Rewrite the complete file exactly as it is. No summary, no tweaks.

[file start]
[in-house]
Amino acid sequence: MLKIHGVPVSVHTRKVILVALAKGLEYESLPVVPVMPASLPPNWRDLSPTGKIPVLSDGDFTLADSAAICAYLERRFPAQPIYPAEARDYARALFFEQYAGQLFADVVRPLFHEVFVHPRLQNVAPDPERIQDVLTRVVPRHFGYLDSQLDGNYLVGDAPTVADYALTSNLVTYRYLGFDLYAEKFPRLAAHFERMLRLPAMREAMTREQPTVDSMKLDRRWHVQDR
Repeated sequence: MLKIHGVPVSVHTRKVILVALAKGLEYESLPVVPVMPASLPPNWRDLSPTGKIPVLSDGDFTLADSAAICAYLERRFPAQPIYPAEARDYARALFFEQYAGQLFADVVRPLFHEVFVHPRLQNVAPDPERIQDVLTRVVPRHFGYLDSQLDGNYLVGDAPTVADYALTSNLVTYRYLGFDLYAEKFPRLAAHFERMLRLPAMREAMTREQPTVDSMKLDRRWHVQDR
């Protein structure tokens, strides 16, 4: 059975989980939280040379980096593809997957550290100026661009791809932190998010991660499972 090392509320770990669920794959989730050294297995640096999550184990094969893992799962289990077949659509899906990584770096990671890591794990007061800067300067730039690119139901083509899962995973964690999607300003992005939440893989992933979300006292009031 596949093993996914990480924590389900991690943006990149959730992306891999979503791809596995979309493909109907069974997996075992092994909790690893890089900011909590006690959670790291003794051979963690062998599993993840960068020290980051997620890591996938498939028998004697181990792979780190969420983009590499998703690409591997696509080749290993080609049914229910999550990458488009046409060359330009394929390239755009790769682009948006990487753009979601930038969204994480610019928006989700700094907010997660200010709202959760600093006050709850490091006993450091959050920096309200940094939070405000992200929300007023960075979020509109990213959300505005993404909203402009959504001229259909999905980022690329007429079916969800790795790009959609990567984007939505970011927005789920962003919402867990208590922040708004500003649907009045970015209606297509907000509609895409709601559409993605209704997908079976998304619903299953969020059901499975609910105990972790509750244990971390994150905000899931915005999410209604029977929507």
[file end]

[in-house]
Amino acid sequence: MLKIHGVPVSVHTRKVILVALAKGLEYESLPVVPVMPASLPPNWRDLSPTGKIPVLSDGDFTLADSAAICAYLERRFPAQPIYPAEARDYARALFFEQYAGQLFADVVRPLFHEVFVHPRLQNVAPDPERIQDVLTRVVPRHFGYLDSQLDGNYLVGDAPTVADYALTSNLVTYRYLGFDLYAEKFPRLAAHFERMLRLPAMREAMTREQPTVDSMKLDRRWHVQDR
Repeated sequence: MLKIHGVPVSVHTRKVILVALAKGLEYESLPVVPVMPASLPPNWRDLSPTGKIPVLSDGDFTLADSAAICAYLERRFPAQPIYPAEARDYARALFFEQYAGQLFADVVRPLFHEVFVHPRLQNVAPDPERIQDVLTRVVPRHFGYLDSQLDGNYLVGDAPTVADYALTSNLVTYRYLGFDLYAEKFPRLAAHFERMLRLPAMREAMTREQPTVDSMKLDRRWHVQDR
């Protein structure tokens, strides 16, 4: 059975989980939280040379980096593809997957550290100026661009791809932190998010991660499972 090392509320770990669920794959989730050294297995640096999550184990094969893992799962289990077949659509899906990584770096990671890591794990007061800067300067730039690119139901083509899962995973964690999607300003992005939440893989992933979300006292009031 596949093993996914990480924590389900991690943006990149959730992306891999979503791809596995979309493909109907069974997996075992092994909790690893890089900011909590006690959670790291003794051979963690062998599993993840960068020290980051997620890591996938498939028998004697181990792979780190969420983009590499998703690409591997696509080749290993080609049914229910999550990458488009046409060359330009394929390239755009790769682009948006990487753009979601930038969204994480610019928006989700700094907010997660200010709202959760600093006050709850490091006993450091959050920096309200940094939070405000992200929300007023960075979020509109990213959300505005993404909203402009959504001229259909999905980022690329007429079916969800790795790009959609990567984007939505970011927005789920962003919402867990208590922040708004500003649907009045970015209606297509907000509609895409709601559409993605209704997908079976998304619903299953969020059901499975609910105990972790509750244990971390994150905000899931915005999410209604029977929507």